Several Samsung Galaxy Z Fold 3 users have reported seeing cracks appearing down the middle of their foldable displays, despite no physical trauma to the handsets in question. To make matters worse, the damage – in most cases – seems to be occurring after the Z Fold 3’s warranty has expired, leaving customers with little choice but to invest in an entirely new device.
The worrying news was first reported by Phone Arena, which received an email from a reader whose Z Fold 3 suffered a cracked screen for no apparent reason. Multiple Reddit users claim to have experienced the same issue, too, with many providing damning images as proof of the Z Fold 3's screen-based shortcomings.
Suffice to say, this isn’t a good look for Samsung. We consider the Z Fold 3 to be among the best foldable phones money can buy in 2023 – but if the phone’s 7.6-inch AMOLED display risks calling it quits after only one year of use (as seems to be the case for many), the Z Fold 3 becomes a different proposition entirely.
Cracked Z Fold 3? Here's what to do next
If you’re someone who wakes up to find an inexplicable crack in your own Z Fold 3, there are a few steps you can take to try and resolve the issue.
Obviously, if you purchased the device less than a year ago, you’ll be able to claim a replacement through Samsung’s one-year warranty (though, as mentioned, these cracks seem to be appearing shortly after that warranty period has elapsed).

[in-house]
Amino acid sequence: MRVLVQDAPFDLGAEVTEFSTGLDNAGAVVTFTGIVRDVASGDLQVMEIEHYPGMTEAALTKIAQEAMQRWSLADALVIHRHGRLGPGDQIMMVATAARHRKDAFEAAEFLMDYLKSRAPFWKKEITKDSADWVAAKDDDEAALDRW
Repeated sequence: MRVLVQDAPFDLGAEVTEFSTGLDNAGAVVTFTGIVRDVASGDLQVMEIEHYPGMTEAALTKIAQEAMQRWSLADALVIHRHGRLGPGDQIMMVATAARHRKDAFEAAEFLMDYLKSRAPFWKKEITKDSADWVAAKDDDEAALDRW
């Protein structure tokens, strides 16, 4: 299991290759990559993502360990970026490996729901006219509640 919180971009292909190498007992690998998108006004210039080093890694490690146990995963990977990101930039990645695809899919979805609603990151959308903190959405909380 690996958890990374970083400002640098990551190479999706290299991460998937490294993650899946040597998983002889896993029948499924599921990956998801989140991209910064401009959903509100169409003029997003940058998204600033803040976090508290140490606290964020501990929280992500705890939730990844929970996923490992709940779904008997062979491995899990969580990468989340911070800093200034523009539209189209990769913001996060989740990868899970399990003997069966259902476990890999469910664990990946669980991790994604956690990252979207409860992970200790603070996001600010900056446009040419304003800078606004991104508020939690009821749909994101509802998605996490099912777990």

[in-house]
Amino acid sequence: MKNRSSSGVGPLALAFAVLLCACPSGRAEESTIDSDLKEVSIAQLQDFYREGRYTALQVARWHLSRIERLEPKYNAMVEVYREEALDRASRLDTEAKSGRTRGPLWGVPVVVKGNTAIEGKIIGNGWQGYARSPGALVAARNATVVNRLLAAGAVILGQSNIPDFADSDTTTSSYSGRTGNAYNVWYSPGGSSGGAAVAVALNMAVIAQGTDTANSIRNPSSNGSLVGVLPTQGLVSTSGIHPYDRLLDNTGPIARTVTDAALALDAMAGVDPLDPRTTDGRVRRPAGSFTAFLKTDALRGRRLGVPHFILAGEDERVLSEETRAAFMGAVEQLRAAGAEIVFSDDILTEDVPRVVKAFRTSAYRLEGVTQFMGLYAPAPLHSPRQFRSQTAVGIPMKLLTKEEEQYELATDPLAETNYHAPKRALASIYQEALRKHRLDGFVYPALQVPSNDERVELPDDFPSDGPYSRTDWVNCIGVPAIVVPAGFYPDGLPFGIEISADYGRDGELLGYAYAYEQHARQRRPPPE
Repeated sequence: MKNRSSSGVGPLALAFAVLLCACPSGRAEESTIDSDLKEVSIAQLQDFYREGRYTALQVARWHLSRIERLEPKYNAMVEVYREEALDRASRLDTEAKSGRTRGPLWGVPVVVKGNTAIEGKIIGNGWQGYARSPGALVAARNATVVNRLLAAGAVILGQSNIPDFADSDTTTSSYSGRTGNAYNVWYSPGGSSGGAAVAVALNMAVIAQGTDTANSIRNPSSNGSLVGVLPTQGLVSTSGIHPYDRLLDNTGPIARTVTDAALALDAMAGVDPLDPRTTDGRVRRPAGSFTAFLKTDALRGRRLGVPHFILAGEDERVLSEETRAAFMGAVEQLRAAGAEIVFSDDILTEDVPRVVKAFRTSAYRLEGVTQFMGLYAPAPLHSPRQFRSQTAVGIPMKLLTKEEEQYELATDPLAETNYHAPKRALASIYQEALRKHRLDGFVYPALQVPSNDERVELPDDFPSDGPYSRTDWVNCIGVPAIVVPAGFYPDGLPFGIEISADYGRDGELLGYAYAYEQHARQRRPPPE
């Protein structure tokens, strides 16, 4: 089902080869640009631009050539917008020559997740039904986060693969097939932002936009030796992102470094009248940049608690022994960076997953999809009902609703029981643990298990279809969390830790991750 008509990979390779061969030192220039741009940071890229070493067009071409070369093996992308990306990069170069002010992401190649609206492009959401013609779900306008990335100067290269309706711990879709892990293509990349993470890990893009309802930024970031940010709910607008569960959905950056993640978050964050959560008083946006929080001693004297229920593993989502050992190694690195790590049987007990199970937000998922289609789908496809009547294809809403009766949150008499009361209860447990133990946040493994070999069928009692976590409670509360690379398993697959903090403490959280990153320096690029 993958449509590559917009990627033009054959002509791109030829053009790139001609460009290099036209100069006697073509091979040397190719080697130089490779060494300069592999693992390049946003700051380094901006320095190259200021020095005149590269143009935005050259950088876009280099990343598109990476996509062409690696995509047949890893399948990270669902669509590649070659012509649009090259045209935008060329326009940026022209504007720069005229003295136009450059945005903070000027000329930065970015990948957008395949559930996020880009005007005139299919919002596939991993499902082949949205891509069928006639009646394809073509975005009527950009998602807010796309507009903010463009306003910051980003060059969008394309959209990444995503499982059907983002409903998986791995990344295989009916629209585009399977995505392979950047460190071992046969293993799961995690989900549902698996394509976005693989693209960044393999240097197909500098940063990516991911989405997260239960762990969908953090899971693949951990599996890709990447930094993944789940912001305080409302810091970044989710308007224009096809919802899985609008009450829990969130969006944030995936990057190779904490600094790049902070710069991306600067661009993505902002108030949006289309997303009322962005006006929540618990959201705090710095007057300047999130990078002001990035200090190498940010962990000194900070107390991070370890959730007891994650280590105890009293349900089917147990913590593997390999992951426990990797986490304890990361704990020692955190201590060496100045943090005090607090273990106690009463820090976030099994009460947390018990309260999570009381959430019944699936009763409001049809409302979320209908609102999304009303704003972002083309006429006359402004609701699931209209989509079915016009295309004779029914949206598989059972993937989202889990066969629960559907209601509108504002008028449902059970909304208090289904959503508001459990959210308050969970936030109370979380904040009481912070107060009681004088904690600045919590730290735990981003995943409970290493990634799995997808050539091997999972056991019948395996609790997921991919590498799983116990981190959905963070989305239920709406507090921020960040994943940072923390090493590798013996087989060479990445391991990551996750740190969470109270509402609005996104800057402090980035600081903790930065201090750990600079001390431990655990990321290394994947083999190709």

If, like most affected users, your crack appears more than a year after purchase, you’ll need to take things to the top. For US residents, that means heading to Samsung’s dedicated Contact Us page and making a formal complaint – we’d suggest addressing your concerns to a senior Samsung executive, and uploading images with the form.
For those elsewhere, the very bottom of the Samsung website features a section called ‘Email CEO.’ Clicking this will take you through to the same complaints form that those in the US can use to contact Samsung’s senior management.
If that official route doesn’t yield a response, shouting about the problem on social media platforms like Twitter – tagging Samsung’s support accounts as you do so – may encourage the company to reach out to you personally to help resolve the issue. We'd advise giving it a few weeks before opting for this tactic, though.
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Axel is a London-based Senior Staff Writer at TechRadar, reporting on everything from the latest Apple developments to newest movies as part of the site's daily news output. Having previously written for publications including Esquire and FourFourTwo, Axel is well-versed in the applications of technology beyond the desktop, and his coverage extends from general reporting and analysis to in-depth interviews and opinion.
Axel studied for a degree in English Literature at the University of Warwick before joining TechRadar in 2020, where he then earned an NCTJ qualification as part of the company’s inaugural digital training scheme.